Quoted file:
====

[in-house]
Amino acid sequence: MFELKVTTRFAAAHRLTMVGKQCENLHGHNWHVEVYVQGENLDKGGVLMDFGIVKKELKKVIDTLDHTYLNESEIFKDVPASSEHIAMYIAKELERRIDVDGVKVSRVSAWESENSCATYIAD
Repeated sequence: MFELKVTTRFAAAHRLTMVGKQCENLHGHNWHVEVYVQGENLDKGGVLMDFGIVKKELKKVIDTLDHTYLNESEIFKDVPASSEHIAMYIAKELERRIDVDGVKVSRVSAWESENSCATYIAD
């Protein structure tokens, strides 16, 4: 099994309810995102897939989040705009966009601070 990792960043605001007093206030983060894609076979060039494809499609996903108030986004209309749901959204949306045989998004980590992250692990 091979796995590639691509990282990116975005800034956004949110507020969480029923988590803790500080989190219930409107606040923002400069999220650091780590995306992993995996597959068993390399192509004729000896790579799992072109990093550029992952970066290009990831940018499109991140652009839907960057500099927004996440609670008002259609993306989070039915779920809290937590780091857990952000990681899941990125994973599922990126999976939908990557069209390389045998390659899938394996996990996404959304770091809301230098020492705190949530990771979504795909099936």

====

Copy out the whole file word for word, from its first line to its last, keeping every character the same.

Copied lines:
[in-house]
Amino acid sequence: MFELKVTTRFAAAHRLTMVGKQCENLHGHNWHVEVYVQGENLDKGGVLMDFGIVKKELKKVIDTLDHTYLNESEIFKDVPASSEHIAMYIAKELERRIDVDGVKVSRVSAWESENSCATYIAD
Repeated sequence: MFELKVTTRFAAAHRLTMVGKQCENLHGHNWHVEVYVQGENLDKGGVLMDFGIVKKELKKVIDTLDHTYLNESEIFKDVPASSEHIAMYIAKELERRIDVDGVKVSRVSAWESENSCATYIAD
């Protein structure tokens, strides 16, 4: 099994309810995102897939989040705009966009601070 990792960043605001007093206030983060894609076979060039494809499609996903108030986004209309749901959204949306045989998004980590992250692990 091979796995590639691509990282990116975005800034956004949110507020969480029923988590803790500080989190219930409107606040923002400069999220650091780590995306992993995996597959068993390399192509004729000896790579799992072109990093550029992952970066290009990831940018499109991140652009839907960057500099927004996440609670008002259609993306989070039915779920809290937590780091857990952000990681899941990125994973599922990126999976939908990557069209390389045998390659899938394996996990996404959304770091809301230098020492705190949530990771979504795909099936």